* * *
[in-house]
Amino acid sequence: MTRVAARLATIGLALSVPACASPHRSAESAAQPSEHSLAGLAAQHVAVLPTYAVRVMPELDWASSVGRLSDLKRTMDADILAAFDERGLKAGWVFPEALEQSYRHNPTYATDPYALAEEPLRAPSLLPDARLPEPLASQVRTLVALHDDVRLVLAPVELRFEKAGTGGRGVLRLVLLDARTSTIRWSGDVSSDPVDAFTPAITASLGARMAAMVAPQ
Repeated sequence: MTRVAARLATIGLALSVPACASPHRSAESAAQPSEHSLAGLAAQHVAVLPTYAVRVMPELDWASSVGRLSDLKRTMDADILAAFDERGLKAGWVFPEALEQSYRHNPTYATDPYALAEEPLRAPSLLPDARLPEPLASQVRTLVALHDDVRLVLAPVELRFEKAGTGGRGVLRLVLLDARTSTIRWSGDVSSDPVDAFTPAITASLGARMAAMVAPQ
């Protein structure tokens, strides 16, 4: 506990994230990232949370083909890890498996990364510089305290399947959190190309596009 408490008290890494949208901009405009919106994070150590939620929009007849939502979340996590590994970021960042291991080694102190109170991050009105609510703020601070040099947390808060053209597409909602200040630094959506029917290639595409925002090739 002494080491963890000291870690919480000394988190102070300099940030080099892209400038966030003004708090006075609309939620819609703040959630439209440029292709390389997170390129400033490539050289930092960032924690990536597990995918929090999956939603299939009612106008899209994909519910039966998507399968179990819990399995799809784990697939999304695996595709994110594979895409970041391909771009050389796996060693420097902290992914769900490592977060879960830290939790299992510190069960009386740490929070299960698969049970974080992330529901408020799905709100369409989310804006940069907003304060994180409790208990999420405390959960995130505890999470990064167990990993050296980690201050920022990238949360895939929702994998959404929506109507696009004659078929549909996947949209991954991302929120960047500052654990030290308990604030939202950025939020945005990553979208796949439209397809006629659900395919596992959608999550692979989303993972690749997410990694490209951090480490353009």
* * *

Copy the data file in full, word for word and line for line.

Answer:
[in-house]
Amino acid sequence: MTRVAARLATIGLALSVPACASPHRSAESAAQPSEHSLAGLAAQHVAVLPTYAVRVMPELDWASSVGRLSDLKRTMDADILAAFDERGLKAGWVFPEALEQSYRHNPTYATDPYALAEEPLRAPSLLPDARLPEPLASQVRTLVALHDDVRLVLAPVELRFEKAGTGGRGVLRLVLLDARTSTIRWSGDVSSDPVDAFTPAITASLGARMAAMVAPQ
Repeated sequence: MTRVAARLATIGLALSVPACASPHRSAESAAQPSEHSLAGLAAQHVAVLPTYAVRVMPELDWASSVGRLSDLKRTMDADILAAFDERGLKAGWVFPEALEQSYRHNPTYATDPYALAEEPLRAPSLLPDARLPEPLASQVRTLVALHDDVRLVLAPVELRFEKAGTGGRGVLRLVLLDARTSTIRWSGDVSSDPVDAFTPAITASLGARMAAMVAPQ
């Protein structure tokens, strides 16, 4: 506990994230990232949370083909890890498996990364510089305290399947959190190309596009 408490008290890494949208901009405009919106994070150590939620929009007849939502979340996590590994970021960042291991080694102190109170991050009105609510703020601070040099947390808060053209597409909602200040630094959506029917290639595409925002090739 002494080491963890000291870690919480000394988190102070300099940030080099892209400038966030003004708090006075609309939620819609703040959630439209440029292709390389997170390129400033490539050289930092960032924690990536597990995918929090999956939603299939009612106008899209994909519910039966998507399968179990819990399995799809784990697939999304695996595709994110594979895409970041391909771009050389796996060693420097902290992914769900490592977060879960830290939790299992510190069960009386740490929070299960698969049970974080992330529901408020799905709100369409989310804006940069907003304060994180409790208990999420405390959960995130505890999470990064167990990993050296980690201050920022990238949360895939929702994998959404929506109507696009004659078929549909996947949209991954991302929120960047500052654990030290308990604030939202950025939020945005990553979208796949439209397809006629659900395919596992959608999550692979989303993972690749997410990694490209951090480490353009």